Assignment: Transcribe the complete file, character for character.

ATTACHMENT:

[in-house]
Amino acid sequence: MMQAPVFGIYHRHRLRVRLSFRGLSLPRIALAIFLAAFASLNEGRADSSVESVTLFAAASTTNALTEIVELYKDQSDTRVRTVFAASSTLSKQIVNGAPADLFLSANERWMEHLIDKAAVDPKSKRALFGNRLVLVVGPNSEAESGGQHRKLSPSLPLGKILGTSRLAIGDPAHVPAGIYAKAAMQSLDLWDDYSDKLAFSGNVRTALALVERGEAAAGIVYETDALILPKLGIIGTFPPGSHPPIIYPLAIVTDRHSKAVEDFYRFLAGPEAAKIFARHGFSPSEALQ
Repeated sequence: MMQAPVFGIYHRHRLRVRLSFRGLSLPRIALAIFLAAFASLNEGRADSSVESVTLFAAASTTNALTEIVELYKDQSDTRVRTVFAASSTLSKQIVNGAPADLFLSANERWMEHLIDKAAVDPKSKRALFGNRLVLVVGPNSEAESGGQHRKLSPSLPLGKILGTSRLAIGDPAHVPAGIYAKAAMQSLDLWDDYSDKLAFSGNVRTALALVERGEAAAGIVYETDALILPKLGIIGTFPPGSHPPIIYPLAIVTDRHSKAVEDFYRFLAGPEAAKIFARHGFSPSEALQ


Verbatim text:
[in-house]
Amino acid sequence: MMQAPVFGIYHRHRLRVRLSFRGLSLPRIALAIFLAAFASLNEGRADSSVESVTLFAAASTTNALTEIVELYKDQSDTRVRTVFAASSTLSKQIVNGAPADLFLSANERWMEHLIDKAAVDPKSKRALFGNRLVLVVGPNSEAESGGQHRKLSPSLPLGKILGTSRLAIGDPAHVPAGIYAKAAMQSLDLWDDYSDKLAFSGNVRTALALVERGEAAAGIVYETDALILPKLGIIGTFPPGSHPPIIYPLAIVTDRHSKAVEDFYRFLAGPEAAKIFARHGFSPSEALQ
Repeated sequence: MMQAPVFGIYHRHRLRVRLSFRGLSLPRIALAIFLAAFASLNEGRADSSVESVTLFAAASTTNALTEIVELYKDQSDTRVRTVFAASSTLSKQIVNGAPADLFLSANERWMEHLIDKAAVDPKSKRALFGNRLVLVVGPNSEAESGGQHRKLSPSLPLGKILGTSRLAIGDPAHVPAGIYAKAAMQSLDLWDDYSDKLAFSGNVRTALALVERGEAAAGIVYETDALILPKLGIIGTFPPGSHPPIIYPLAIVTDRHSKAVEDFYRFLAGPEAAKIFARHGFSPSEALQ